As beleaguered Malaysian Airlines grapples with its second disaster in just over four months, concerns about the survival of the loss-making flag carrier are mounting.
"Even before the incident we were very skeptical that Malaysian Airlines could survive beyond a year because in the current situation they are incurring losses in excess of about 5 million ringgit ($1.56 million) per day. In order for them to get out of the dire situation they would need to get some sort of miracle," Mohshin Aziz, an aviation analyst at Maybank told CNBC on Friday.
"But unfortunately, another disaster struck so things are looking even grimmer than before," he said.
On Thursday, a Malaysia Airlines passenger plane crashed in eastern Ukraine, believed to have been brought down by a surface-to-air missile. There were no survivors on board MH17, a Boeing 777 jet, which was en route from Amsterdam to Kuala Lumpur and carrying 298 people.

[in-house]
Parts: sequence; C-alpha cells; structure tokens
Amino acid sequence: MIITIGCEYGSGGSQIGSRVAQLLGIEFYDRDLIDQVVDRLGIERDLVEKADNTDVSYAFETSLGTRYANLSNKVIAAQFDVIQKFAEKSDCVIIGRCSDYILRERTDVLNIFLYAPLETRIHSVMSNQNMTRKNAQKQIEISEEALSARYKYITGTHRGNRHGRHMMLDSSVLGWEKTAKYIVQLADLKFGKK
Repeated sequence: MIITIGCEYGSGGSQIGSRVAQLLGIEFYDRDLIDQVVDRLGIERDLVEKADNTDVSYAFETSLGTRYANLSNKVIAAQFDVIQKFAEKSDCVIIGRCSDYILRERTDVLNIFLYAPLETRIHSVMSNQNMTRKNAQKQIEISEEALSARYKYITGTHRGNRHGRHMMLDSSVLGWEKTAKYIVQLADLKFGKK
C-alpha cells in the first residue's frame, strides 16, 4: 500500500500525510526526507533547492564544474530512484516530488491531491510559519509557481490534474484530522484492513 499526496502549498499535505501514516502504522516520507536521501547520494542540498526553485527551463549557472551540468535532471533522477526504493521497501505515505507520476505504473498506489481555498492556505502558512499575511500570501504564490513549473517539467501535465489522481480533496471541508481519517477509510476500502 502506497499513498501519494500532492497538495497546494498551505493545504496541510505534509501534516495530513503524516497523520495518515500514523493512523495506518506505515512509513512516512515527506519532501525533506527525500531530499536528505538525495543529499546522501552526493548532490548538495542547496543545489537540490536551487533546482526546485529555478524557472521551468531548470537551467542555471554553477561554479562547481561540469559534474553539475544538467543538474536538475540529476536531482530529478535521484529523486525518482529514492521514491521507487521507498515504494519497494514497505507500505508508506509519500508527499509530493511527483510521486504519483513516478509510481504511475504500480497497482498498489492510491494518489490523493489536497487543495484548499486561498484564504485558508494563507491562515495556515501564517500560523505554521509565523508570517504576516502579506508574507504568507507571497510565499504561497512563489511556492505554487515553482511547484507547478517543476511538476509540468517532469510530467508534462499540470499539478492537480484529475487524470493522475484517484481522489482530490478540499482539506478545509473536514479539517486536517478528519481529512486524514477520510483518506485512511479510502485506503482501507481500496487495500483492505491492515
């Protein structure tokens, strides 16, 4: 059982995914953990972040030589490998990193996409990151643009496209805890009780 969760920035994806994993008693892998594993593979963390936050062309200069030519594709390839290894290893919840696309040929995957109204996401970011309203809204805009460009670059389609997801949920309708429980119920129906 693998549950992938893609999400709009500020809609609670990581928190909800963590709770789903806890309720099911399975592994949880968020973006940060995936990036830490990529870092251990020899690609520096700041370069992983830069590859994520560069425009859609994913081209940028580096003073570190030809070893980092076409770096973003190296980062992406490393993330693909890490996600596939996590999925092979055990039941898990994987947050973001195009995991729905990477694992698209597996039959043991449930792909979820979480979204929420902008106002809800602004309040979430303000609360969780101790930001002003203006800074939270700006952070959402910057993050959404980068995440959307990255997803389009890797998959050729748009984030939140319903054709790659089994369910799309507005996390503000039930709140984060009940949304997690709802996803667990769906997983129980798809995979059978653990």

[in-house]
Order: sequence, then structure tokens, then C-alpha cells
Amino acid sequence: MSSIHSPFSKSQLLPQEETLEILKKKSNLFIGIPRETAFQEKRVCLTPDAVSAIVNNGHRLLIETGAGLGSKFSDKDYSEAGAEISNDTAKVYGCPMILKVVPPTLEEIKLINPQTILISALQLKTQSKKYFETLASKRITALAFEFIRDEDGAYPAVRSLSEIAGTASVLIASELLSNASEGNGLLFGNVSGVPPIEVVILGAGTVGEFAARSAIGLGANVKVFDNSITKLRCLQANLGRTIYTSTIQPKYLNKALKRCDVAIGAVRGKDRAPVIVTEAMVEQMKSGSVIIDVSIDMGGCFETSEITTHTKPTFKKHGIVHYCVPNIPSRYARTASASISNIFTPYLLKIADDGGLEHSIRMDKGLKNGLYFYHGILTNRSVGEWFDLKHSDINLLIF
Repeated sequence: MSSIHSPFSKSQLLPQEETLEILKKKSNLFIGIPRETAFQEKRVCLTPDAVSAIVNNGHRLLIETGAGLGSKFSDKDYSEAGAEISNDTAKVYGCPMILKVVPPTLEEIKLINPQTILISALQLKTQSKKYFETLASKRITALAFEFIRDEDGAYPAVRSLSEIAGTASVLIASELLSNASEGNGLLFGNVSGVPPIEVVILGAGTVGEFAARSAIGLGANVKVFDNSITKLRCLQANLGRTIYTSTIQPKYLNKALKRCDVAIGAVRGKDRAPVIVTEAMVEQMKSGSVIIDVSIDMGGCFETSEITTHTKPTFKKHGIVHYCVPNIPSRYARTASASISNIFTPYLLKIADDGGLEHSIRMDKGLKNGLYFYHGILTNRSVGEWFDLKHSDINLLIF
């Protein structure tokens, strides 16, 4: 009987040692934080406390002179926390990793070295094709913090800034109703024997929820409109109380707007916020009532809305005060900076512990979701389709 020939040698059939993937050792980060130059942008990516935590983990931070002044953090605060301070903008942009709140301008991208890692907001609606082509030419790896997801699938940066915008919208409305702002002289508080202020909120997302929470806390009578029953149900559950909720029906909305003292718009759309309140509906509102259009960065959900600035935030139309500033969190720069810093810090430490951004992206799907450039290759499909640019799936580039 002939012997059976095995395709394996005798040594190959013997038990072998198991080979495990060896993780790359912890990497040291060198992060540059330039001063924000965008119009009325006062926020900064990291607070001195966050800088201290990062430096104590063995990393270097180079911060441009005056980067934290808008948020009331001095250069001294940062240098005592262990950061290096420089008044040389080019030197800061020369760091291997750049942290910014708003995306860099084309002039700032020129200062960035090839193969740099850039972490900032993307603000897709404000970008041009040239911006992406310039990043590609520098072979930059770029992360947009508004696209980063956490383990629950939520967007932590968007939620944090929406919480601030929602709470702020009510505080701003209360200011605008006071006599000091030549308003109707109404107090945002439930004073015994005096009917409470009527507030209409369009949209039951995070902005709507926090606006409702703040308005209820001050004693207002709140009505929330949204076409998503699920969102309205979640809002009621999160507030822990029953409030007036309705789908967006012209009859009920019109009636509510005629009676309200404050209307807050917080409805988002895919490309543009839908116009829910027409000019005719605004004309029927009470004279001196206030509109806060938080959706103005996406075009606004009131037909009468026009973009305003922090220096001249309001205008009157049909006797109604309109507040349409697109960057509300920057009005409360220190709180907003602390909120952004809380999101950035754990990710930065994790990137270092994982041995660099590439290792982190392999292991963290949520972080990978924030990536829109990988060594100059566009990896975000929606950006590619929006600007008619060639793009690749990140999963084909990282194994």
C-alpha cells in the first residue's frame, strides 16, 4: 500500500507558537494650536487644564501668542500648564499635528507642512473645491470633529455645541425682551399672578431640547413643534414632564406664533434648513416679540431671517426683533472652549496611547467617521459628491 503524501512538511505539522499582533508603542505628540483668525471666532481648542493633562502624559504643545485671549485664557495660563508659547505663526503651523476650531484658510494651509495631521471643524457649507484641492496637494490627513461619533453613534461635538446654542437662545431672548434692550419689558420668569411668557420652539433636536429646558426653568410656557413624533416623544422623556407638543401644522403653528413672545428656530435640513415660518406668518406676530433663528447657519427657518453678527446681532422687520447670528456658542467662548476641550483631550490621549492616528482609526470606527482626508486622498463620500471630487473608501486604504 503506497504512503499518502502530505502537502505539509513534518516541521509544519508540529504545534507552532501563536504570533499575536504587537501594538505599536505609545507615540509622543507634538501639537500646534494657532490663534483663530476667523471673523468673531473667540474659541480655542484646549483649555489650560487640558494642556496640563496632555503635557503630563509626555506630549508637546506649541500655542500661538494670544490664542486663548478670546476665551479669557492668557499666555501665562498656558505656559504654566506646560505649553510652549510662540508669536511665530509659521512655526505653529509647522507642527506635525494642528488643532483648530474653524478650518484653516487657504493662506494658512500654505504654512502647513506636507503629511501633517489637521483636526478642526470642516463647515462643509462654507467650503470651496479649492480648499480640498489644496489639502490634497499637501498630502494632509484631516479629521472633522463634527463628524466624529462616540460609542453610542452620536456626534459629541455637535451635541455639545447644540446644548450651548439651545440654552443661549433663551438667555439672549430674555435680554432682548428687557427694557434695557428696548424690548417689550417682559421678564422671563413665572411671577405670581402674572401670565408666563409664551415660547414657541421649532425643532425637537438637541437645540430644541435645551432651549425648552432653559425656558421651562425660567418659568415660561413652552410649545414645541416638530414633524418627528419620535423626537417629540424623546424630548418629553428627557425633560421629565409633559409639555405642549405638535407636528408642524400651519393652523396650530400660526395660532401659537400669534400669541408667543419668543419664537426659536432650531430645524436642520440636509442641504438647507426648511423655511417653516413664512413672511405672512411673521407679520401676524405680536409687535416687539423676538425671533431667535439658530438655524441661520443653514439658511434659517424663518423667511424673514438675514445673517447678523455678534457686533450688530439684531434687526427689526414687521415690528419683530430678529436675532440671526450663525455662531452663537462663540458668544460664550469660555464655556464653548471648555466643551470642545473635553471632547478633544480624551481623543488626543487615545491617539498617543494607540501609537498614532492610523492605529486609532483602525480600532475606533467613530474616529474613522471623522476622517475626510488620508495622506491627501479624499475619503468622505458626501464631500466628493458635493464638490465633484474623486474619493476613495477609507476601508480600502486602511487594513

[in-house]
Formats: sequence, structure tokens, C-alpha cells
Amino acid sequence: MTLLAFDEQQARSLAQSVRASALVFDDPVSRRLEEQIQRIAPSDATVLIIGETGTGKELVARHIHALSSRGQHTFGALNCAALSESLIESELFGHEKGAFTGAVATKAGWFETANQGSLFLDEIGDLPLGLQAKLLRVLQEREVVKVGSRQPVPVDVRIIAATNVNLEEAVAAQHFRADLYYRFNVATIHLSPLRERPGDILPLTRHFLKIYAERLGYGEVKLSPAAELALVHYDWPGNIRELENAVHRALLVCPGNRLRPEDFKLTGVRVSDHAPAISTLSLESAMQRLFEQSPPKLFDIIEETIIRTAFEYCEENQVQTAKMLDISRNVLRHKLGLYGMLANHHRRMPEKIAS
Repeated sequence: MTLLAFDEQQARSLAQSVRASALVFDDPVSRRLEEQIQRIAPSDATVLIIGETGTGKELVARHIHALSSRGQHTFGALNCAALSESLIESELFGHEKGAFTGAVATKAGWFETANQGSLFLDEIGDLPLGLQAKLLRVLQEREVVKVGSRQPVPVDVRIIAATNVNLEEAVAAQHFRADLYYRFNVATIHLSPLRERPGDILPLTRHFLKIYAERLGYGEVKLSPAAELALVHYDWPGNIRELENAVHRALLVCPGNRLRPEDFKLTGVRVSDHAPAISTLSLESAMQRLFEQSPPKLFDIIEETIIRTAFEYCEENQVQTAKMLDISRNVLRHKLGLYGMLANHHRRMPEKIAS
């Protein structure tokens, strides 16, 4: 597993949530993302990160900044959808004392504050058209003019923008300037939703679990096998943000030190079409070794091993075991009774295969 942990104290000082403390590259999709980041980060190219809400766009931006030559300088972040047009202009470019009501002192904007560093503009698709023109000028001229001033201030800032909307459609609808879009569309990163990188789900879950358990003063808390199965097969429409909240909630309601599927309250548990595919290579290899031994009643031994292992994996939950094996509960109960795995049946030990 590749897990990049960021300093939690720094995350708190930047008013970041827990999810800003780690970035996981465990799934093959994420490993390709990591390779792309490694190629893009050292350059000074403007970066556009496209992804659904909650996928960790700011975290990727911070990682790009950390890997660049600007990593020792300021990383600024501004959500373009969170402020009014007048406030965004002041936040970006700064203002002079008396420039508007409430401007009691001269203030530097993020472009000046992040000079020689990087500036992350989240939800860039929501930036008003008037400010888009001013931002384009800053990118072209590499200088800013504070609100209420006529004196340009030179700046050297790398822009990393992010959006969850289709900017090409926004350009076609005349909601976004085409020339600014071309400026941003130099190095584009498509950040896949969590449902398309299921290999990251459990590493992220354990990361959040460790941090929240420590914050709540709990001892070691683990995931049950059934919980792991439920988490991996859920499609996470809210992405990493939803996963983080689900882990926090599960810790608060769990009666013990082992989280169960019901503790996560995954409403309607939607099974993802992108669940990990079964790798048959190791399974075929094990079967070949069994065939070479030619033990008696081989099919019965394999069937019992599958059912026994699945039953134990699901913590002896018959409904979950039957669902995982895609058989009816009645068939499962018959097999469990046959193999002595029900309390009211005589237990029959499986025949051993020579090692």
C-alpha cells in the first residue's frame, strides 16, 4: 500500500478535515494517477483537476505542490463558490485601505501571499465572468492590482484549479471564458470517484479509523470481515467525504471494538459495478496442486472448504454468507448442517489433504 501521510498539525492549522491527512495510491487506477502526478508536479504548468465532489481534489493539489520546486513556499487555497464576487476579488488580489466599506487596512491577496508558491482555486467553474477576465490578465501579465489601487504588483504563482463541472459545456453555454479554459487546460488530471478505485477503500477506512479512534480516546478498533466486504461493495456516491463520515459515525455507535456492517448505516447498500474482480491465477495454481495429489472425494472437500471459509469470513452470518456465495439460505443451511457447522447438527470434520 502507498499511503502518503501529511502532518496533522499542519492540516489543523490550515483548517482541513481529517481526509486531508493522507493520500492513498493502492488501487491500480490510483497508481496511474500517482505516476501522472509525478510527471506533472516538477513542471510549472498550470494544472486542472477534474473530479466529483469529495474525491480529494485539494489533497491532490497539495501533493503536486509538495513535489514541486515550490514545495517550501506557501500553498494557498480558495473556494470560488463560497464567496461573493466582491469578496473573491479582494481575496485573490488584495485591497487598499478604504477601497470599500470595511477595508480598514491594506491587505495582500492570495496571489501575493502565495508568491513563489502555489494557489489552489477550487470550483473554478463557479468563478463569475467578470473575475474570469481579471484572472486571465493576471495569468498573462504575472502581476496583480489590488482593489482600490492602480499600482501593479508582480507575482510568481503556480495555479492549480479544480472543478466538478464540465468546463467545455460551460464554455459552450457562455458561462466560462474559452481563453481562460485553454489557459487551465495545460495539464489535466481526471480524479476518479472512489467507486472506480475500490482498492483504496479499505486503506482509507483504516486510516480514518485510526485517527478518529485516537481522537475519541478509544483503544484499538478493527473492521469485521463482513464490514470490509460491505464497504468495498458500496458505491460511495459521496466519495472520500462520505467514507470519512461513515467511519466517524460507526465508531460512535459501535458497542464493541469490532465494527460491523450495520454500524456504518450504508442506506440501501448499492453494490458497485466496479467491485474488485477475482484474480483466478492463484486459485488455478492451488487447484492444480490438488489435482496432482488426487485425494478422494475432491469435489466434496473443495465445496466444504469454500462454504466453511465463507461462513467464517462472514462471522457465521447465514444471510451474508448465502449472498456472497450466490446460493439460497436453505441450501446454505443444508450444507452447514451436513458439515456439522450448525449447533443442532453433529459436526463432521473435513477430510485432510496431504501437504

This tragic incident comes just months after the troubling disappearance of another Malaysia Airlines carrier traveling from Kuala Lumpur to Beijing. The wreckage of flight MH370, believed to have been diverted from its original route to Beijing and crashed into the southern Indian Ocean in March, has yet to be found.
The latest tragedy is set to add to the financial woes of the carrier, which is already in bad shape having reported a loss of $138 million in the January to March period – its worst quarter in over two years.